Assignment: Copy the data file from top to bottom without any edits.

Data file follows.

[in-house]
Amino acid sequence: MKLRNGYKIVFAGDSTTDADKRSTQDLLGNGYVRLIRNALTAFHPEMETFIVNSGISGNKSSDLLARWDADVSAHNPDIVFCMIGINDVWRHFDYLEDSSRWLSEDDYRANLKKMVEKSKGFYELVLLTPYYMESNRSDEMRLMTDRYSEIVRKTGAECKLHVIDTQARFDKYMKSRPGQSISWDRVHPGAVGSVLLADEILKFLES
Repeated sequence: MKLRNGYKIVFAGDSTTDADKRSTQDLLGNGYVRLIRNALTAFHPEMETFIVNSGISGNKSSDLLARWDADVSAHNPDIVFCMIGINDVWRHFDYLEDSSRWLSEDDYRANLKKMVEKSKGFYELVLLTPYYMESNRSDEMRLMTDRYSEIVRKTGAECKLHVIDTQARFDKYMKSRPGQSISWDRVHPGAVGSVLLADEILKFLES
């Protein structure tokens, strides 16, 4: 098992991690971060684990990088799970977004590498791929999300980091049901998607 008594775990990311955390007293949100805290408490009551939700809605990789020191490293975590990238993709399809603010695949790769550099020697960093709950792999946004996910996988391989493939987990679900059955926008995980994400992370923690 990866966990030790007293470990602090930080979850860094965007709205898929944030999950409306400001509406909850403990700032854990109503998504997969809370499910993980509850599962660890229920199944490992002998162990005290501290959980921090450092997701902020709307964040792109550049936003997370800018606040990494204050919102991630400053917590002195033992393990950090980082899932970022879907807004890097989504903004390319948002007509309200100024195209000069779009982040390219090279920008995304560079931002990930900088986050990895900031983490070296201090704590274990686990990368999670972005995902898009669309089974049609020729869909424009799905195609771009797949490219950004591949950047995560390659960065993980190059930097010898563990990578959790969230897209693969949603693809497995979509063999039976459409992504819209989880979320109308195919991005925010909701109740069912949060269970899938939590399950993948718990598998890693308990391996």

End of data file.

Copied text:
[in-house]
Amino acid sequence: MKLRNGYKIVFAGDSTTDADKRSTQDLLGNGYVRLIRNALTAFHPEMETFIVNSGISGNKSSDLLARWDADVSAHNPDIVFCMIGINDVWRHFDYLEDSSRWLSEDDYRANLKKMVEKSKGFYELVLLTPYYMESNRSDEMRLMTDRYSEIVRKTGAECKLHVIDTQARFDKYMKSRPGQSISWDRVHPGAVGSVLLADEILKFLES
Repeated sequence: MKLRNGYKIVFAGDSTTDADKRSTQDLLGNGYVRLIRNALTAFHPEMETFIVNSGISGNKSSDLLARWDADVSAHNPDIVFCMIGINDVWRHFDYLEDSSRWLSEDDYRANLKKMVEKSKGFYELVLLTPYYMESNRSDEMRLMTDRYSEIVRKTGAECKLHVIDTQARFDKYMKSRPGQSISWDRVHPGAVGSVLLADEILKFLES
């Protein structure tokens, strides 16, 4: 098992991690971060684990990088799970977004590498791929999300980091049901998607 008594775990990311955390007293949100805290408490009551939700809605990789020191490293975590990238993709399809603010695949790769550099020697960093709950792999946004996910996988391989493939987990679900059955926008995980994400992370923690 990866966990030790007293470990602090930080979850860094965007709205898929944030999950409306400001509406909850403990700032854990109503998504997969809370499910993980509850599962660890229920199944490992002998162990005290501290959980921090450092997701902020709307964040792109550049936003997370800018606040990494204050919102991630400053917590002195033992393990950090980082899932970022879907807004890097989504903004390319948002007509309200100024195209000069779009982040390219090279920008995304560079931002990930900088986050990895900031983490070296201090704590274990686990990368999670972005995902898009669309089974049609020729869909424009799905195609771009797949490219950004591949950047995560390659960065993980190059930097010898563990990578959790969230897209693969949603693809497995979509063999039976459409992504819209989880979320109308195919991005925010909701109740069912949060269970899938939590399950993948718990598998890693308990391996």